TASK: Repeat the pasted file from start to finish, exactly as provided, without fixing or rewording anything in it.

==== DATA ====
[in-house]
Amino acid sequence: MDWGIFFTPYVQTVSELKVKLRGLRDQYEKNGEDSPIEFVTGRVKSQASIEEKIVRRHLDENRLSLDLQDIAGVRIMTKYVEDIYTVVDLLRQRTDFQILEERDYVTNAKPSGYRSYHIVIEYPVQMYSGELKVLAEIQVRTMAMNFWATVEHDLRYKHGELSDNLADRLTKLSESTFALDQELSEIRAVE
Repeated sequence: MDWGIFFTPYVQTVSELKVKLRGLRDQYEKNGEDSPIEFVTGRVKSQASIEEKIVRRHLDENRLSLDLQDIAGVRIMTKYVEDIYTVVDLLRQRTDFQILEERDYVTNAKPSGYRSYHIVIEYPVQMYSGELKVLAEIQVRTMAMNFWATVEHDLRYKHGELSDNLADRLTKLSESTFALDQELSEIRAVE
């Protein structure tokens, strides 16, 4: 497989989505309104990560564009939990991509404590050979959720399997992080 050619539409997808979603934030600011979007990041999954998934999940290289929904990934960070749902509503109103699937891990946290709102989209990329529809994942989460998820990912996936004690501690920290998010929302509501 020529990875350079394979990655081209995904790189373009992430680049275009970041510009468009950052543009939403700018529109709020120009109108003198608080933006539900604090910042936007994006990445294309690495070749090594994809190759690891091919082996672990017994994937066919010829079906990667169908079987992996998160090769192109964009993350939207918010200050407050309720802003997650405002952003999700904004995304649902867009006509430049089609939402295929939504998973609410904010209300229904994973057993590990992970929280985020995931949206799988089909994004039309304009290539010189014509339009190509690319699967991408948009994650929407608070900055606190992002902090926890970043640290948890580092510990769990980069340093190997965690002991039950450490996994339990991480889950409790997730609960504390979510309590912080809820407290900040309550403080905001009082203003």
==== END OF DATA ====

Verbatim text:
[in-house]
Amino acid sequence: MDWGIFFTPYVQTVSELKVKLRGLRDQYEKNGEDSPIEFVTGRVKSQASIEEKIVRRHLDENRLSLDLQDIAGVRIMTKYVEDIYTVVDLLRQRTDFQILEERDYVTNAKPSGYRSYHIVIEYPVQMYSGELKVLAEIQVRTMAMNFWATVEHDLRYKHGELSDNLADRLTKLSESTFALDQELSEIRAVE
Repeated sequence: MDWGIFFTPYVQTVSELKVKLRGLRDQYEKNGEDSPIEFVTGRVKSQASIEEKIVRRHLDENRLSLDLQDIAGVRIMTKYVEDIYTVVDLLRQRTDFQILEERDYVTNAKPSGYRSYHIVIEYPVQMYSGELKVLAEIQVRTMAMNFWATVEHDLRYKHGELSDNLADRLTKLSESTFALDQELSEIRAVE
């Protein structure tokens, strides 16, 4: 497989989505309104990560564009939990991509404590050979959720399997992080 050619539409997808979603934030600011979007990041999954998934999940290289929904990934960070749902509503109103699937891990946290709102989209990329529809994942989460998820990912996936004690501690920290998010929302509501 020529990875350079394979990655081209995904790189373009992430680049275009970041510009468009950052543009939403700018529109709020120009109108003198608080933006539900604090910042936007994006990445294309690495070749090594994809190759690891091919082996672990017994994937066919010829079906990667169908079987992996998160090769192109964009993350939207918010200050407050309720802003997650405002952003999700904004995304649902867009006509430049089609939402295929939504998973609410904010209300229904994973057993590990992970929280985020995931949206799988089909994004039309304009290539010189014509339009190509690319699967991408948009994650929407608070900055606190992002902090926890970043640290948890580092510990769990980069340093190997965690002991039950450490996994339990991480889950409790997730609960504390979510309590912080809820407290900040309550403080905001009082203003």